Sandstone Falls - 1,300'

New River Gorge National Park & Preserve


How old is the New?  That's a question that scientists are still grappling with.  With estimates ranging from 3 million years to 320 million years, however, one thing is certain.  The New River is anything but.  Rising in the high country of North Carolina, the New twists its way north through the Appalachian Mountains for 320 miles crossing through Virginia and into West Virginia along the way.  Just prior to its northernmost reach, where joining the Gauley it forms the Kanawha River, the New reaches the apex of its wild and natural splendor.  Here, over a distance of 53 miles, the New River has chewed over 1,000 feet down into the Appalachian Plateau creating the New River Gorge.  In 1978, President Jimmy Carter established the gorge as a National River with the intention of "conserving and interpreting outstanding natural, scenic, and historic values and objects in and around the New River Gorge and preserving as a free-flowing stream an important segment of the New River in West Virginia for the benefit and enjoyment of present and future generations.”  New River Gorge National River quickly became a favorite recreation destination for outdoorspeople of all types, attracting over a million visitors a year by the early 2000's.  Then, late in 2020, the New River got an even bigger promotion...that of National Park status.  As New River Gorge National Park and Preserve, our 63rd National Park, preservation of the rich natural and cultural history of the gorge is now assured.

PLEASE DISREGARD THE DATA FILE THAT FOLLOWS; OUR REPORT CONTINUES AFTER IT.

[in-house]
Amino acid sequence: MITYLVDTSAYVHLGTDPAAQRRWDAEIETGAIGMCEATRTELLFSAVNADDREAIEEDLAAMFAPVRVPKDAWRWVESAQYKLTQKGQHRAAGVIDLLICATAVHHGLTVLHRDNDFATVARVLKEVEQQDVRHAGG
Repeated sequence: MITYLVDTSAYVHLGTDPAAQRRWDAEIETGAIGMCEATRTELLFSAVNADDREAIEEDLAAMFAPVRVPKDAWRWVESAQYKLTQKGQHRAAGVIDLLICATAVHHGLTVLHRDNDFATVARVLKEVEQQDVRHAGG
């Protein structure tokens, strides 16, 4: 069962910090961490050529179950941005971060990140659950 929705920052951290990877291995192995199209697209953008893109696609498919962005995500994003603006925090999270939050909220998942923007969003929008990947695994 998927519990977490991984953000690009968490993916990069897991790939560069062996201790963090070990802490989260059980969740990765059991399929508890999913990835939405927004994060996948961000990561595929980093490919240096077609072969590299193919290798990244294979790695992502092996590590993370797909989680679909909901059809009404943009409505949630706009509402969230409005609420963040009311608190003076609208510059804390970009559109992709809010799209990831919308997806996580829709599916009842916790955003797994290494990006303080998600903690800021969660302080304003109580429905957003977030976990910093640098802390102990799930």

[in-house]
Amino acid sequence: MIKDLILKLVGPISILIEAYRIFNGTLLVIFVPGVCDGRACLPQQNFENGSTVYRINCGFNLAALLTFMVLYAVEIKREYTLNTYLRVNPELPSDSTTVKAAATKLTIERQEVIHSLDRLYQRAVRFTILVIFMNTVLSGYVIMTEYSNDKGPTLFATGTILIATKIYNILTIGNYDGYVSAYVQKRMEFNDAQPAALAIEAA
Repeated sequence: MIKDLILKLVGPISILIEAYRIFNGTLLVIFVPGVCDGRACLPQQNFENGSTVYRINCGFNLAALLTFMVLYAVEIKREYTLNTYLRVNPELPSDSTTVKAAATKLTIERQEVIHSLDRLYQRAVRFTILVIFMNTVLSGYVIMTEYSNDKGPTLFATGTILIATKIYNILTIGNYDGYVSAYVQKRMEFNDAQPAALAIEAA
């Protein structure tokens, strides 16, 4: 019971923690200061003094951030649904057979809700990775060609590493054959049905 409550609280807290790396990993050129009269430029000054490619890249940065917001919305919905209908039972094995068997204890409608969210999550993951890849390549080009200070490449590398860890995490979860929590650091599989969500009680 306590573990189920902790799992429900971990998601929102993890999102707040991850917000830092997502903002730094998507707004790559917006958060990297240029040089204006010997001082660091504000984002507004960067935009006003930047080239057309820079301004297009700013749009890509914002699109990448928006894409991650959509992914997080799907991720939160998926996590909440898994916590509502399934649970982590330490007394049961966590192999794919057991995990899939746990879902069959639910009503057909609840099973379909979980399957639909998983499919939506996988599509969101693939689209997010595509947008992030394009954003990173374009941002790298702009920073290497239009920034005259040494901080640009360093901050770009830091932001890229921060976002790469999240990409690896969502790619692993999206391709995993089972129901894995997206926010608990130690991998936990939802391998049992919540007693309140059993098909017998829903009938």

This album should serve as an appetizer of delights for New River Gorge.  All of the highlighted areas here are easily accessible by road and most only require short, half-mile or less walks on well-maintained trails.  The tour starts at the Canyon Rim Visitor Center which is located in the northern part of the park, right alongside the now-famous bridge  which also bears the gorge's name.  After that I travel down to the near-ghost town of Thurmond, deep within the gorge, for a glimpse at what life and industry looked like along this section of the New River in the early 20th Century.  A trip to the iconic overlooks at Grandview comes next, where some of the finest natural eye-candy in the whole park can be enjoyed.  Finally, I return back to the shore of the New near the southern end of the gorge.  Here a wonderfully well-constructed series of boardwalks takes me out to an island in the middle of the river from where I was able to enjoy the spectacular, fifteen-hundred-foot wide Sandstone Falls.  Hopefully after perusing these pics you'll gain an appreciation, as I did, of just how varied the highlights of this park are.  With that I invite you along with me on a whirlwind tour of New River Gorge National Park & Preserve...as always, enjoy!!